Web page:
40 Under 40 – Byron Crowe

Graduating from Tufts University in 2010, Byron’s list of personal and professional accomplishments is dizzying. A lawyer by trade, Byron attended Cornell Law School where he was a Charles Evans Hughes Scholar. He served as a managing editor of the Cornell International Law Journal and founded the Journal’s online content arm, which continues today. Byron was awarded the Fredric Weisberg Prize for Constitutional Law and secured a position under Professor Michael Dorf, one of the country’s foremost constitutional scholars, conducting research for a number of articles on constitutional topics. During Byron’s final year at Cornell, he spent six months in South Africa at the University of Cape Town studying corporate governance and the legal aspects of financing transactions under South Africa’s Companies Act.

In 2014, Byron joined the Boston office of Wilmer Cutler Pickering Hale and Dorr (WilmerHale), where he represented companies in a variety of industries, including energy, financial services, mining, technology and retail. While at Wilmer, he also received an HBX CORe credential from Harvard Business School.

In 2016, Byron took a sabbatical from corporate practice to work at the Constitutional Court of South Africa. While there, he served as a law clerk to the Honorable Mogoeng Mogoeng, the Chief Justice of South Africa, conducting research and drafting for cases involving a variety of topics, including administrative law, land rights and labor law. Byron regards his experiences here as being some of his most rewarding:

“Making the transition from doing deals to appellate legal analysis was difficult. However, I found the experience to be immensely satisfying. South Africa’s political and legal landscape has been tumultuous in recent years, and the Constitutional Court has been an incredibly important institution. It was an honor to contribute to its work. Also, from a professional development perspective, I learned a great deal from my experience. Justice Mogoeng is a principled jurist, a forthright communicator and a humble leader. Since returning to the corporate and securities field in 2017, I have strived to emulate those qualities. Equally important, working at the Court taught me to be resourceful (and flexible) when addressing new problems.”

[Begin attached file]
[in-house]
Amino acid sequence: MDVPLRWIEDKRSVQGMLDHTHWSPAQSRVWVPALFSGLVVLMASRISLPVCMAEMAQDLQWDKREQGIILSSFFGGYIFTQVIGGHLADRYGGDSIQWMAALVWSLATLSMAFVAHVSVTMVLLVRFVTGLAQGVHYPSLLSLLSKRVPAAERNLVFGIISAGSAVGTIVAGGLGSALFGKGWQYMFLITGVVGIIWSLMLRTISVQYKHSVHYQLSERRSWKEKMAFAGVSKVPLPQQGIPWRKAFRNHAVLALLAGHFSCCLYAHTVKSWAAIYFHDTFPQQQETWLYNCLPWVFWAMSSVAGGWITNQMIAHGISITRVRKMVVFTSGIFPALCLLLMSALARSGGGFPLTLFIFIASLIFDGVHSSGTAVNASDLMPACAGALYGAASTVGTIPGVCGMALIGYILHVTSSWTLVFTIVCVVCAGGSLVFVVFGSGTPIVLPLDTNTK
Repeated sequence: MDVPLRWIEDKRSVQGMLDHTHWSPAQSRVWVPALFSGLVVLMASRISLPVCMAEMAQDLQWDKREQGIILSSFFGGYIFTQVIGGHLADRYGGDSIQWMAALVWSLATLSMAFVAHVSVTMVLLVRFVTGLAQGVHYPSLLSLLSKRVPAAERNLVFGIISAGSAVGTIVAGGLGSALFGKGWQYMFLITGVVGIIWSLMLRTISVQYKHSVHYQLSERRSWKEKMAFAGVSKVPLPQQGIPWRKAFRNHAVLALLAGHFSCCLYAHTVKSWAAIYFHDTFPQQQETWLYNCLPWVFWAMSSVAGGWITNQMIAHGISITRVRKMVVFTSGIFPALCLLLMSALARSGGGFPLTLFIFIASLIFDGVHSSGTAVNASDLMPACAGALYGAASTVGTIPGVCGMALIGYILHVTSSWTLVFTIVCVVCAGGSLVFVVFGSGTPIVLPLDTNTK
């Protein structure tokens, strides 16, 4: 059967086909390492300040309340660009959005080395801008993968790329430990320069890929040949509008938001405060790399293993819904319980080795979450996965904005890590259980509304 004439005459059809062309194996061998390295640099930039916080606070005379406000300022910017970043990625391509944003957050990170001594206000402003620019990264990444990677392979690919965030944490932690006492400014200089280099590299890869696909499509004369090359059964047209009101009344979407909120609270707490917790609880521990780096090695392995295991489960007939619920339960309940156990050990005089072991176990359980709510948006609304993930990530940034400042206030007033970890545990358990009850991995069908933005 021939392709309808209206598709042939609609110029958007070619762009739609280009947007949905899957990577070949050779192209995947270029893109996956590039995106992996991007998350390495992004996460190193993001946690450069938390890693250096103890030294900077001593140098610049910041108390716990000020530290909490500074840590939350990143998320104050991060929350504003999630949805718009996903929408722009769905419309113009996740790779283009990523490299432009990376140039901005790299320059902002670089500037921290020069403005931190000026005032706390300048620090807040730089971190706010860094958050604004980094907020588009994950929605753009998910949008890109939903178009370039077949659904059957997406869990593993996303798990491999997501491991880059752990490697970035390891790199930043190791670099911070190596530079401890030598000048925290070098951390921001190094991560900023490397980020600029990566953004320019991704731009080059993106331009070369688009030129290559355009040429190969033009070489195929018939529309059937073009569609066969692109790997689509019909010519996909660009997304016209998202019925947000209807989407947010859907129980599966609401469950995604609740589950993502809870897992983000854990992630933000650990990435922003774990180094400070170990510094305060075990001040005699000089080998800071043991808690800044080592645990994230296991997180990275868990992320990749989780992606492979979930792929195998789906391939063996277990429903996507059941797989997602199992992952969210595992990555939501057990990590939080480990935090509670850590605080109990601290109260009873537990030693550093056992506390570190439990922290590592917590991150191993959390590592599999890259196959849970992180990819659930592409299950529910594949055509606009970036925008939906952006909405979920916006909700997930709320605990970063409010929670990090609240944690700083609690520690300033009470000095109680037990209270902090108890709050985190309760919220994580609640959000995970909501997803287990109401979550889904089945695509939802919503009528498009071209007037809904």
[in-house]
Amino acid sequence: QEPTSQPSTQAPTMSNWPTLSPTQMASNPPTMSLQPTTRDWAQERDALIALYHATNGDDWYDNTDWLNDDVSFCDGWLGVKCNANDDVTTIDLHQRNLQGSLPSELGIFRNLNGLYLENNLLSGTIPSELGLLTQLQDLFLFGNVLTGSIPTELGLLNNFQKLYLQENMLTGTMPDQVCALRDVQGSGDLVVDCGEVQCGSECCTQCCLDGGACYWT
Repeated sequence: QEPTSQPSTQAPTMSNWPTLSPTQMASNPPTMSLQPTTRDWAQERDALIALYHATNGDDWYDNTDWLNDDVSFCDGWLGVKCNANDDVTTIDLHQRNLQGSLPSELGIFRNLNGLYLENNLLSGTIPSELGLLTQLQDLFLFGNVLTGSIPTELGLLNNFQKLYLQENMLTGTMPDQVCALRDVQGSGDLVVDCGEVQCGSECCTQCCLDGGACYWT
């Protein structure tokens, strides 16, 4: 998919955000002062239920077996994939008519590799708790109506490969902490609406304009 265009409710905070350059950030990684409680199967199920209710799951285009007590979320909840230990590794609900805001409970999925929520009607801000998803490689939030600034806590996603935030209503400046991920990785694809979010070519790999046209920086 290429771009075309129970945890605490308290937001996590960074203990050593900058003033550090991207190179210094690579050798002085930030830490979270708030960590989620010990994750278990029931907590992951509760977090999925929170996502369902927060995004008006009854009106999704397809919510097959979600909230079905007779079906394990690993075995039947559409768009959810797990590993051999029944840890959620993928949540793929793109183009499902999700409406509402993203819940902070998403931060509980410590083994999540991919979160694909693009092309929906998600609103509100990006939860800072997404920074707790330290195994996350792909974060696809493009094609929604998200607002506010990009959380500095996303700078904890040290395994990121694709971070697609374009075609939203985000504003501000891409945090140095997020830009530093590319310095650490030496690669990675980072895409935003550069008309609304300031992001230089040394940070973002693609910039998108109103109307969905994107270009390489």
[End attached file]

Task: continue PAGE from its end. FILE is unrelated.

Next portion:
After finishing at the Constitutional Court, he re-joined the corporate practice at WilmerHale. In September of 2017 he took a position as a Senior Research Fellow at the Committee on Capital Markets Regulation in Cambridge, MA, where he writes on policy issues relating to securities and banking regulation.

Throughout this journey, Byron has written regularly on a variety of legal and policy topics. His works have been featured in the Argus Leader and Capital Journal newspapers, as well as the Cornell International Law Journal, the Cornell Daily Sun, the Minnesota Law Review Headnotes and the Suffolk Law Review Online. His most recent piece “Raising Additional Tier 1 Capital” was published by the Oxford University Press’ Capital Markets Law Journal in 2016. Byron’s next essay, relating to the legacy of South Africa’s former Deputy Chief Justice, will be published by the Virginia Journal of International Law Digest this winter.

On top of this all, Byron is still an active brother in the Zeta Psi community, and recounts how his experiences in the fraternity helped shape his personal and professional outlook:

“I transferred to Tufts from a small state school in western South Dakota. When I arrived in Medford, I knew no one. During my first semester I met the guys at Zeta and decided to join. It was a fantastic experience. I made a number of close friends and had more fun than I could have imagined. Being involved with the fraternity also presented some great opportunities for professional development. Serving as our chapter’s sergeant-at-arms, philanthropy chair, vice president and president helped build my leadership skills. Participating in the Washington Scholars program (where I had the privilege of interning for Michael Freiman at Morgan Stanley in DC) gave me my first exposure to the financial industry—an experience that later informed my decision to become a corporate and securities lawyer.

Since undergrad, being a Zete has continued to contribute to my personal and professional life. Some of my best friends are still Zetes, and serving on the Kappa Chapter’s elder board of directors is gratifying. More senior brothers from the legal community—from Tufts and elsewhere—have given me some excellent guidance on succeeding in the legal field.”

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